This First Person article is the experience of Marjorie Onos, a psychologist in Montreal. For more information on CBC First Person Stories, please see Instructions.
I dreamed of being a mother for years. When I close my eyes, thinking how it could be, I literally felt him in my arms. My journey toward parenthood took place on my own, with a community of family and friends around me. Even before my son, Thomas, was born in 2010, I knew he would always come first and longed for all the parent-child activities we’d be doing together, like mommy-and-baby swimming lessons.
When Thomas and I signed up for those lessons at the public pool near our house, there was a sacred base. Only the parents who were meant to go at The pool is allowed into the pool area. All the other parents needed to get away, behind the glass doors. But it felt different for me. I was the mother. But to get in, I needed another adult to be with us to prove it.
Everyone knows that. It was only logical, and much safer. The lifeguards knew and other parents saw that this wasn’t something I could do on my own. Yet every week I had to justify, bargain, explain, and sometimes get angry.
And every week, I had to face everyone’s stare.
To be able to participate in these lessons, I had to get out of a wheelchair, using my arms to guide my buttocks down. I had to keep my whole body from falling to the ground. The whole effort must be done carefully, so that no part of the body is bruised. Then I learned to crawl in a seated position until the bottom of my leg was in the water. Quick turn and I’ll end up on my stomach on the side of the pool, a position where I can slowly move my upper body into the water.
Once in the water, I could float easily and move my arms in a coordinated way to get to where my son was: in my mother’s arms. He was ready to learn to float, ready to put his head under water. And I was there to be a part of it.
I could feel the envy in all those stares. Somehow, it just wasn’t fair for my mom and I to experience the first swimming moves. But I wouldn’t have missed these moments for anything in the world.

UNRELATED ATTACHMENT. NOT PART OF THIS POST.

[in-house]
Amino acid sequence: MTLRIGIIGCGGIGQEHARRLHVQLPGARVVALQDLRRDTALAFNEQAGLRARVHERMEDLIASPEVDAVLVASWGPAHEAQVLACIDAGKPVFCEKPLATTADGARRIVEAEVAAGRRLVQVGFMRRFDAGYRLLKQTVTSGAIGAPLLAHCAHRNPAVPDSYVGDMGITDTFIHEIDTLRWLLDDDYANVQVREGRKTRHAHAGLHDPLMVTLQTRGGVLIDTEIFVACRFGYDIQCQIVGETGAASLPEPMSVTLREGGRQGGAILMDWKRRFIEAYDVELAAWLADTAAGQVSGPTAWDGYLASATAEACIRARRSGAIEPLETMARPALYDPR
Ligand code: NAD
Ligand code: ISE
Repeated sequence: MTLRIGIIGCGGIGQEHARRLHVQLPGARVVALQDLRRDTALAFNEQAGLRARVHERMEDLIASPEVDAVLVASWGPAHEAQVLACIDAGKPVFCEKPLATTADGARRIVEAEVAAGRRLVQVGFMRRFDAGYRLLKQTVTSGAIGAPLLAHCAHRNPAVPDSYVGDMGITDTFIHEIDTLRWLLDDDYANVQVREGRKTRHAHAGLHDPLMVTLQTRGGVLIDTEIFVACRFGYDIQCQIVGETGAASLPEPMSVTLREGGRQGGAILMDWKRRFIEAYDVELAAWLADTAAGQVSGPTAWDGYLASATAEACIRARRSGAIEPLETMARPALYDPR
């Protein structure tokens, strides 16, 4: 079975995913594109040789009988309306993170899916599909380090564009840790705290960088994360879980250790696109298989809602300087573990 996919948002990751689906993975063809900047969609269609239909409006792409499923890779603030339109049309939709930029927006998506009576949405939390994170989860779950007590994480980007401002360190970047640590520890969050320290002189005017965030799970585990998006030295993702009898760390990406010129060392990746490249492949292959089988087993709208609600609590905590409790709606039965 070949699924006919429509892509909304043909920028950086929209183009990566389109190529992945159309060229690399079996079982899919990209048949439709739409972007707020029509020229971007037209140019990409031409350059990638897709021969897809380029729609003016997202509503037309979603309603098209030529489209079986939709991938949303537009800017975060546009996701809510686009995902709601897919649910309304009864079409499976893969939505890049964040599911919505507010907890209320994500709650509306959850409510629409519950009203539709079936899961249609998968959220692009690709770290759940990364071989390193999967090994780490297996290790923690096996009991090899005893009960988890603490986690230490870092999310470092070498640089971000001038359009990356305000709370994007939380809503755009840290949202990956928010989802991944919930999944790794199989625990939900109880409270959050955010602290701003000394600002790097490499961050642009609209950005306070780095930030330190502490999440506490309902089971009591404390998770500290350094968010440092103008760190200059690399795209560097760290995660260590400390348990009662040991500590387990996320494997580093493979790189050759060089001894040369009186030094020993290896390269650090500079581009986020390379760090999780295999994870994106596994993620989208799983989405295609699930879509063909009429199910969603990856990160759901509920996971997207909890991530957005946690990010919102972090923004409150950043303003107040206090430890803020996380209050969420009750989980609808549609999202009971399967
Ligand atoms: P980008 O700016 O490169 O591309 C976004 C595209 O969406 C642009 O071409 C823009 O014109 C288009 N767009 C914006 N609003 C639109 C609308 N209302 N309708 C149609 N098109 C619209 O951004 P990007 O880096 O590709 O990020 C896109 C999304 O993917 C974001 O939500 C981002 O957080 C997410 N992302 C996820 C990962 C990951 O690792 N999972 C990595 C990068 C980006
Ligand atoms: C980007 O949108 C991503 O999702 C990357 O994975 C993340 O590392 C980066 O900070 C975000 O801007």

But what few people know is that getting into the water was the easy part. After swimming, I had to do everything in reverse, while wet and working against gravity. That was how much I wanted to participate. I wanted to be his mother, to fulfill all those dreams I had while pregnant. I needed him to know he came first. That time in the pond brought me joy. It made him laugh and sometimes scream in fear as it splashed water on his face.
In those moments, I wanted to be the one he could reach for comfort.
I felt like I deserved to be involved in everything Thomas was doing يفعل he is He deserves to have a parent as involved as all the other kids around him. I survived a car accident a few months before doing so. Just like any other parent, I would fantasize about going to the park, playing in the sand, and sliding around with my baby. I imagined myself attending parent-teacher conferences, borrowing books from the library, and bringing him to a Sunday morning hockey game with Timmy in hand.
I never imagined that I would need to check if I had access to these community buildings. I never thought I’d need to be in a position to constantly search for solutions when these buildings didn’t provide a way for my wheels to get in. If the dressing rooms were not very small, it was because there were no adequate toilets. I saw disabled parking spaces that were used to get rid of snow, were used by city employees or not wide enough for my car.
When it came time to find a school for Thomas, I had to send my mom as a scout because I couldn’t get into most of them because of the stairs. When I finally chose one, the only school in my neighborhood that I could get into, I wasn’t allowed to drive the cul-de-sac–closed during school hours–to the school gates. If I wanted to drive my son, I had to use one of the neighborhood’s busiest streets, or have a stranger bring him to the gate instead of where I am.
My accident was a terrible thing that happened to me, but unfortunately it wasn’t the worst. The worst was having to learn to navigate a world that often leaves people like me behind.
Sitting in a wheelchair allows me to move around. It allows me to get places. But I can assure you that had it not been for my stubbornness and my strong belief that I, like any other parent with or without a disability, deserve to be recognized, I would have fallen far behind. Ample numbers. And my son would have missed out on having an encouraging mother.
let’s go9:22Celebrating fathers of all generations
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